Easter is just around the corner. It is the longest weekend in the year and we even have longer weekend this year in Australia, with Easter falls on the Anzac Day, we end up with five-day long weekend. I am so looking forwards to our short-break and getaway :)
One of Easter food symbol is Hot Cross Bun, which I believe originated from England. I love Hot Cross Buns, or spice fruit bread in general. I can eat them all-year round, Easter or not. Do you know that back in Elizabeth I day, Hot Cross Bun was only allowed to be sold at Easter and Christmas (source: Wikipedia)? How sad was it? Well, nowadays, shops stock them year-round.
I thought that my Hot Cross buns wouldn’t have eventuated. My convection oven was not working properly (it wasn’t heating up beyond 70c). It felt like my world was falling apart. Without the convection oven, I am not sure how the macarons are going to copeL
The thing was I didn’t know that the oven didn’t heat up until I was about to put the bread in. I did my usual thing; spraying the oven wall before loading the breads and saw no steam, water drops just stay on the oven wall. My inner persistent self pushed me to load the buns in anyway (I still don’t understand why I listened to that inner stubborn me). As I would have guessed, the bun showed no signs of activity…they just sit still. Thank to my obsession with baking, I usually sit and watch how the baked-goods develops in the oven. I am really hopeless like that. I would just sit in front of the oven, sit and stare at them on every angles. So, I could feel that something wasn’t right and pulled the buns out of the oven after few (or five) minutes, and retarded them in the fridge while sorting out my oven issues.
Well, my oven doesn’t have a conventional oven option. I baked the buns the next day, using combination of grill and fan-assisted grill, with some improvisation (I was actually hoping that the oven would be okay the next day as well, but it wasn’t). See, grilling bread would make bread brown before it is cooked. So, here goes improvisation…bake without foil for 5 minutes, then cover the tray with foil for 5 mins, then turn the tray upside-down and bake for another 10 minutes. These poor buns have been through a lot of trauma. It was a pleasant surprise that the buns turned out edible.
In fact, they tasted lovely. The spices’ aroma was great when the bun were being baked. I also love mixed peels in the bun. It added extra bitterness and citrusy note to balance the flavour. The crumbs showed some signs of trauma from multiple actions of warm bake, retardation, and confused baking modes, but they were lovely nonetheless.
However, I will have to redeem myself baking these buns again with a proper dough handling and baking mode (actually they're excuses, I love these buns and will make them again before Easter).
I adapted the recipe from Jeffrey Hamelman’s Traditional Hot Cross Bun recipe from Bread: a baker’s book of techniques and recipes. I changed the recipe somewhat by including sourdough starter (about 15% of total weight), replace 10% of bread flour with whole wheat flour, replace currants with raisins, and using mixed peel instead of chopped citrus zest. I also changed the crossing paste slightly and use my homemade apricot jam mixed with water as glaze. This is a great recipe producing great tasting buns.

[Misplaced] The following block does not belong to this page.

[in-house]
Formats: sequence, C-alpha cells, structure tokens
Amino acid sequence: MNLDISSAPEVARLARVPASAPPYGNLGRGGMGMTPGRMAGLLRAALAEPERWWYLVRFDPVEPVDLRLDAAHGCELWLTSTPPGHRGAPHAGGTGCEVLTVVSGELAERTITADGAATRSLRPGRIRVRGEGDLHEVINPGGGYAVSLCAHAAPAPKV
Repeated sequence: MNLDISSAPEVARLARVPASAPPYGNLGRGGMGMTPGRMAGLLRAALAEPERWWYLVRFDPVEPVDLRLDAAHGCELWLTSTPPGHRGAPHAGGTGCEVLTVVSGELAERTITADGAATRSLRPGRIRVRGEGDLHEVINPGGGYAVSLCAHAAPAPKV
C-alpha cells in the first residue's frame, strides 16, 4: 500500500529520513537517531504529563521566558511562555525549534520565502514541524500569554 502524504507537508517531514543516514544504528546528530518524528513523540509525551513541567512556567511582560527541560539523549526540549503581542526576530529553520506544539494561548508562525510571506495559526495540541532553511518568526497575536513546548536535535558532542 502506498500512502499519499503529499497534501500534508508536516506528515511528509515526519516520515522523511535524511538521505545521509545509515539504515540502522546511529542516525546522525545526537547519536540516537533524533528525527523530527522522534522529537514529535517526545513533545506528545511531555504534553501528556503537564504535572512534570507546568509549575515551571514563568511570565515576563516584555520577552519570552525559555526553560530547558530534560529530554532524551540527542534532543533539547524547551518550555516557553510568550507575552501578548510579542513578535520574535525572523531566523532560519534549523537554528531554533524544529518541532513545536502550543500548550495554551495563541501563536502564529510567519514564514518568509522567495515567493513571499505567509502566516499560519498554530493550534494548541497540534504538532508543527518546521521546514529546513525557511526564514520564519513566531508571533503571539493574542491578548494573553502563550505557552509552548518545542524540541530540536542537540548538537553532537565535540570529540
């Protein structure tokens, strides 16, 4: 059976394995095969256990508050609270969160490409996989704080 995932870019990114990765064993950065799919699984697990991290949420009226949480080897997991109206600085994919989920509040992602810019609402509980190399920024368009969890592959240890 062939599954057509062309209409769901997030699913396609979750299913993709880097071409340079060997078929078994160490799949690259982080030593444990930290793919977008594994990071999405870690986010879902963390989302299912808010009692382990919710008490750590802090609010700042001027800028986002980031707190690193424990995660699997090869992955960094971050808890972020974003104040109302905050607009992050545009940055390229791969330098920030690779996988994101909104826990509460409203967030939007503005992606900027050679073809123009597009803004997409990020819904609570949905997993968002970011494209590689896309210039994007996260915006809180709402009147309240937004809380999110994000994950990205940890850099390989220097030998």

Traditional Hot Cross Buns Recipe
Makes 12 buns
Whole Wheat Flour
Bread flour 37 g
Milk 120 g
Sugar 9 g
Yeast 7 g, instant dry (2 ¼ tsp)
Mature sourdough starter 140 g (at 100% hydration, water:flour, 1:1)
Bread flour 230 g
Whole wheat flour 40 g
Whole wheat flour 40 g
Butter, soft 57 g
Egg 1 egg
Sugar 57 g
Salt 3 g (1/2 teaspoon)
All spice, ground 3 g (1/2 tablespoon)
Sponge 173 g
Sultana or raisins 114 g
Mixed peel 37 g
All-purpose flour 65 g
Milk 65 g
Butter, melted 10 g
Sugar 35 g
Vanilla 1 teaspoon
Lemon zest, grated ½ lemon
Apricot jam 2 tablespoons
Water 2 tablespoons
Sponge: Mix yeast into the milk, add flour and sugar and mix until thoroughly incorporated and smooth. Cover with plastic wrap or plastic bag and leave at room temperature for 30-40 minutes. The sponge will grow about 3-4 times of its original height.
Mixing: Mix soft butter and bread & whole wheat flours together until roughly combined. Add eggs, sugar, salt and all spices and mix them altogether. Then, add the sponge and starter and mix until the dough ball is formed.
Knead until medium gluten development is achieved (that the dough can be gently stretched into a thin sheet without tearing). It would take approximately 6 minutes on second speed if using mixer.
Add the currants and mixed peels and mix until these are evenly distributed throughout the dough.
Bulk fermentation: 1 hour – 1.5 hour, with a light fold after 30 minutes.
Dividing and shaping: Divide the dough into 75-g pieces. Shape the pieces into rolls and place them inside baking tin. The dough should line in an even configuration. Leave spaces between each buns as the buns will expand during proofing and baking. Cover the tin of buns with a plastic bag to prevent surface drying out.
Final fermentation: About 1 hours.
Crossing paste: Make the crossing paste while the buns proof. Mix melted butter with sugar. Add milk, vanilla, grated lemon zest and flour. Mix until it is well combined and become a smooth paste. Fit a piping bag with a 0.5-cm round tip. Pipe crosses on to the proof buns, starting from left to right for each row, and turn the tin 90 degree to continue with other direction for the cross.
Glaze: Mix apricot jam and water together and strain to a bowl. Alternatively, you can also use simple sugar syrup as a glaze (mixing one part water and one part sugar in a saucepan, and boil and simmer for 5 minutes)
Baking: Bake the buns at 220c for 14 to 16 minutes. Brush hot bun with the glaze.
Submitting this post to YeastSpotting.